Saturday, June 28, 2008

Mosque case dumped

DUNN St residents are gutted and angry after an appeal to stop a mosque being built in their street was thrown out of court.

The proposed mosque had been the target of intensive opposition from residents and from an anti-Islamic website that was investigated by Australian Federal Police after it called on supporters nationwide to oppose the mosque.

The website had been linked to a Cairns businessman who dubbed himself "Sheik YerMami" and called on supporters to "do whatever it takes" to oppose Islam and the building of the mosque.

Judge Keith Dodds yesterday dismissed the residents' appeal in the Planning and Environment Court against the mosque being built in the quiet North Cairns street. "We've all been let down and are terribly disillusioned," resident Bill Bradley said.

"We are not happy but that's the way it goes."

Mr Bradley was among a group of 12 residents who appealed against the former Cairns City Council's approval to demolish a house and build the purpose-built mosque opposite the Pioneer Cemetery and Kuranda rail line between low-set Queenslander-style houses.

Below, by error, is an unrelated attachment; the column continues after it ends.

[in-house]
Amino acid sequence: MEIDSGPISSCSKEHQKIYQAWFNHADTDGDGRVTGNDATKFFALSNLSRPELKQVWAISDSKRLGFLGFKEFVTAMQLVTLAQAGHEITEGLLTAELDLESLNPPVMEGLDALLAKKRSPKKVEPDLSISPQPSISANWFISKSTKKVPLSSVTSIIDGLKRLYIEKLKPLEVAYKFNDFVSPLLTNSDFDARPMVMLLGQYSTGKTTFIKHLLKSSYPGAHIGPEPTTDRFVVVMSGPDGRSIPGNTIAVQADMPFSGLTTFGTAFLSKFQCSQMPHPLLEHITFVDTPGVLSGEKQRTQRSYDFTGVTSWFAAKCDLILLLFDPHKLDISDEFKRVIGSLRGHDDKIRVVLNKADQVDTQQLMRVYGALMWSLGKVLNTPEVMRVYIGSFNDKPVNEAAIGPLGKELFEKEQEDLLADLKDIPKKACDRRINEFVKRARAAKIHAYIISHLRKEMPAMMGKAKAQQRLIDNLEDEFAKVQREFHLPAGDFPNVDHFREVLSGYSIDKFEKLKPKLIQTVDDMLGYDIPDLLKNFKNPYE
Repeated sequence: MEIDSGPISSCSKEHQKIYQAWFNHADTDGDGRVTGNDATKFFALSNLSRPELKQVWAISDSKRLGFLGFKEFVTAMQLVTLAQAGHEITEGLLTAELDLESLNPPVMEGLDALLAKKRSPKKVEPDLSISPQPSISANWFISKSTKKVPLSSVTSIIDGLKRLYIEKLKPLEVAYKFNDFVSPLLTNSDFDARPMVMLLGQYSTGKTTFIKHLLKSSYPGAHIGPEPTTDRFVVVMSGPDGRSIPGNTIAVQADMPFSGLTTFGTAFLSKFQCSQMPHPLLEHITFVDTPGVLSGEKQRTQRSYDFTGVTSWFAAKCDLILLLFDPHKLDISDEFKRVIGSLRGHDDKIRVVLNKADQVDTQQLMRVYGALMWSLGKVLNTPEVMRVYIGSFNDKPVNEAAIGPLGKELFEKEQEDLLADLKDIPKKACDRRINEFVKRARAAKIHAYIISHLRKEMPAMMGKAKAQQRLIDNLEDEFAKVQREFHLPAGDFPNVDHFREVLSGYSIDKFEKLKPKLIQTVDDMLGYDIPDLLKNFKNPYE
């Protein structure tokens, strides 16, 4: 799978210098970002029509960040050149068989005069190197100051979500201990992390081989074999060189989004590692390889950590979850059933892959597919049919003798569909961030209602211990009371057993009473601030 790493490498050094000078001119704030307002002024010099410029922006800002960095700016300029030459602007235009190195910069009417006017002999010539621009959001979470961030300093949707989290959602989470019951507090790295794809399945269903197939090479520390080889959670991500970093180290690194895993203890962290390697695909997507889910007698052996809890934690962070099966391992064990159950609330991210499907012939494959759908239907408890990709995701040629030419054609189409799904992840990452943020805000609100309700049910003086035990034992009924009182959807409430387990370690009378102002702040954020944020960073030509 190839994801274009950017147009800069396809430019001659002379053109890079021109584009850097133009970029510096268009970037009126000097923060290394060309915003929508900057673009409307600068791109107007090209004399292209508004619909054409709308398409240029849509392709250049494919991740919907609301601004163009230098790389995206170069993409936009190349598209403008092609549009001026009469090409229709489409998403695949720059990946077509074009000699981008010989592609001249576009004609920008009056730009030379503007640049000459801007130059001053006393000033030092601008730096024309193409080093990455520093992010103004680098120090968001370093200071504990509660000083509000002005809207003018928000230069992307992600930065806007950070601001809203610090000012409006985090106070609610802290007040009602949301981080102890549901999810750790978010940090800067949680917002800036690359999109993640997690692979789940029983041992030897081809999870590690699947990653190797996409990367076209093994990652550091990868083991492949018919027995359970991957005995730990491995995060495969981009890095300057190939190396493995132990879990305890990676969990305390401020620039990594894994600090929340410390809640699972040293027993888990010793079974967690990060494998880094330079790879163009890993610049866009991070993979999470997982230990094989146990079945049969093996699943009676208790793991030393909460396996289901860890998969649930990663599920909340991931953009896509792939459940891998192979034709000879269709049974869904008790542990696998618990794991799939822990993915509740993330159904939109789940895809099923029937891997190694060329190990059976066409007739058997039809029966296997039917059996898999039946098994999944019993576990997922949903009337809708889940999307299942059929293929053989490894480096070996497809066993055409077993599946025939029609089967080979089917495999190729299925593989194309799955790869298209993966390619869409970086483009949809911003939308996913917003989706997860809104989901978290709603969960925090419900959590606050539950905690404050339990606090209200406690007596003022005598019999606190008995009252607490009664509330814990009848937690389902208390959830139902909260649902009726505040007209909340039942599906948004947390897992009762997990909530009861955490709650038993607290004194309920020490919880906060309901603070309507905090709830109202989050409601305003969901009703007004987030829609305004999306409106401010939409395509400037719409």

At least one of the residents who appealed against the mosque's approval has already put his property on the market, with others considering a similar move.

Fellow residents Michael and Kathy Gelling said they were "disappointed" with the outcome, arguing the mosque would ruin the quaint streetscape.

Judge Dodds said the house, which was built in the 1950s and would be demolished, was not "an important part of the streetscape of Dunn St" and "to demolish it and replace it with a building which complements the character values of the character precinct will not diminish the precinct".

Recommendations for the construction of the prayer hall and kitchen facilities included fake windows and mature landscaping.

"There should be at least three of these hooded windows on each side of the prayer hall," the report said.

Mr Bradley said he feared the conditions would not be met, given conditions set in 2000 when the zoning of the land was changed to a church such as landscaping were never completed.

Far Northern Islamic leader Imam Abdul Aziz said he was pleased the case had finally been settled, after first being submitted to council early last year.

"We are very happy because basically we ended up with what we had before it went to court," Mr Aziz said.

"What every one has to realise is that everything we have planned is in accordance with the town plan."

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